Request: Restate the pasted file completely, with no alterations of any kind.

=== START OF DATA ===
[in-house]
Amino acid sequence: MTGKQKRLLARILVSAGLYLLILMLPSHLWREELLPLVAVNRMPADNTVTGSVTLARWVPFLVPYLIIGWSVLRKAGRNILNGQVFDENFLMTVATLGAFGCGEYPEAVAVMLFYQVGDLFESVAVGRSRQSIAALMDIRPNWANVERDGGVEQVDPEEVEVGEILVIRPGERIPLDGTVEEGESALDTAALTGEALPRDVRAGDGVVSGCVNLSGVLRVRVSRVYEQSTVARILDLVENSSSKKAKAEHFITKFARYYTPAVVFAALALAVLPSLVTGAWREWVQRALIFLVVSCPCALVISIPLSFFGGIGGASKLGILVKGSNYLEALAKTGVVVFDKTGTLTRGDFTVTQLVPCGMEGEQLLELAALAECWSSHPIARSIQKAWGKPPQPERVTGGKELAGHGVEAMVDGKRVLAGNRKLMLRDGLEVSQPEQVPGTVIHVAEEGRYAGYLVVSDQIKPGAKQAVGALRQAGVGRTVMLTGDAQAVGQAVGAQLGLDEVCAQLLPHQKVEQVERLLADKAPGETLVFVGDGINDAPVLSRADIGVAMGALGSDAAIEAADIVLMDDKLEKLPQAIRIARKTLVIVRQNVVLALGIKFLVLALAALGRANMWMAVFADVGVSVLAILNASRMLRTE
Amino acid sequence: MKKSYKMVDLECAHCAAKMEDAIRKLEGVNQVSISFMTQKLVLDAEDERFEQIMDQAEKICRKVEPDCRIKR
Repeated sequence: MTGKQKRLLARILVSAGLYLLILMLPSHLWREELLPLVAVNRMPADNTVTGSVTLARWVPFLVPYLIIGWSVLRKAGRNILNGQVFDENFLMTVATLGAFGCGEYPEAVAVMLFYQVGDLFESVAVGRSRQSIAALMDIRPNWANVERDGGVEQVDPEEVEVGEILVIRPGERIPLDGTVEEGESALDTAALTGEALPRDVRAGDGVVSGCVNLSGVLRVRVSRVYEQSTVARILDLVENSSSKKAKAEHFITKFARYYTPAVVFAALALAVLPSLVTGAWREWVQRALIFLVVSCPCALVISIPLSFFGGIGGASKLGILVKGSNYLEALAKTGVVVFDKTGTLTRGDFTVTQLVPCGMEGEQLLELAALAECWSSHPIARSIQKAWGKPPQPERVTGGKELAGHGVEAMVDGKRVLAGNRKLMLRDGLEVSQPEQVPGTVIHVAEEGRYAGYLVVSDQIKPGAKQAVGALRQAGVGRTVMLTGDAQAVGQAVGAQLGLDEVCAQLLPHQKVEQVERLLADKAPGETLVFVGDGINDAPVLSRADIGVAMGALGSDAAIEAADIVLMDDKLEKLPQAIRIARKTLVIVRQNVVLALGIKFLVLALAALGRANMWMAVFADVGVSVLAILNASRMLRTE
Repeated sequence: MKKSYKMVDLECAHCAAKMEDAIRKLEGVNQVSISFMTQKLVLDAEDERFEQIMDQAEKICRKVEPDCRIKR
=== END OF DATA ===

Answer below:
[in-house]
Amino acid sequence: MTGKQKRLLARILVSAGLYLLILMLPSHLWREELLPLVAVNRMPADNTVTGSVTLARWVPFLVPYLIIGWSVLRKAGRNILNGQVFDENFLMTVATLGAFGCGEYPEAVAVMLFYQVGDLFESVAVGRSRQSIAALMDIRPNWANVERDGGVEQVDPEEVEVGEILVIRPGERIPLDGTVEEGESALDTAALTGEALPRDVRAGDGVVSGCVNLSGVLRVRVSRVYEQSTVARILDLVENSSSKKAKAEHFITKFARYYTPAVVFAALALAVLPSLVTGAWREWVQRALIFLVVSCPCALVISIPLSFFGGIGGASKLGILVKGSNYLEALAKTGVVVFDKTGTLTRGDFTVTQLVPCGMEGEQLLELAALAECWSSHPIARSIQKAWGKPPQPERVTGGKELAGHGVEAMVDGKRVLAGNRKLMLRDGLEVSQPEQVPGTVIHVAEEGRYAGYLVVSDQIKPGAKQAVGALRQAGVGRTVMLTGDAQAVGQAVGAQLGLDEVCAQLLPHQKVEQVERLLADKAPGETLVFVGDGINDAPVLSRADIGVAMGALGSDAAIEAADIVLMDDKLEKLPQAIRIARKTLVIVRQNVVLALGIKFLVLALAALGRANMWMAVFADVGVSVLAILNASRMLRTE
Amino acid sequence: MKKSYKMVDLECAHCAAKMEDAIRKLEGVNQVSISFMTQKLVLDAEDERFEQIMDQAEKICRKVEPDCRIKR
Repeated sequence: MTGKQKRLLARILVSAGLYLLILMLPSHLWREELLPLVAVNRMPADNTVTGSVTLARWVPFLVPYLIIGWSVLRKAGRNILNGQVFDENFLMTVATLGAFGCGEYPEAVAVMLFYQVGDLFESVAVGRSRQSIAALMDIRPNWANVERDGGVEQVDPEEVEVGEILVIRPGERIPLDGTVEEGESALDTAALTGEALPRDVRAGDGVVSGCVNLSGVLRVRVSRVYEQSTVARILDLVENSSSKKAKAEHFITKFARYYTPAVVFAALALAVLPSLVTGAWREWVQRALIFLVVSCPCALVISIPLSFFGGIGGASKLGILVKGSNYLEALAKTGVVVFDKTGTLTRGDFTVTQLVPCGMEGEQLLELAALAECWSSHPIARSIQKAWGKPPQPERVTGGKELAGHGVEAMVDGKRVLAGNRKLMLRDGLEVSQPEQVPGTVIHVAEEGRYAGYLVVSDQIKPGAKQAVGALRQAGVGRTVMLTGDAQAVGQAVGAQLGLDEVCAQLLPHQKVEQVERLLADKAPGETLVFVGDGINDAPVLSRADIGVAMGALGSDAAIEAADIVLMDDKLEKLPQAIRIARKTLVIVRQNVVLALGIKFLVLALAALGRANMWMAVFADVGVSVLAILNASRMLRTE
Repeated sequence: MKKSYKMVDLECAHCAAKMEDAIRKLEGVNQVSISFMTQKLVLDAEDERFEQIMDQAEKICRKVEPDCRIKR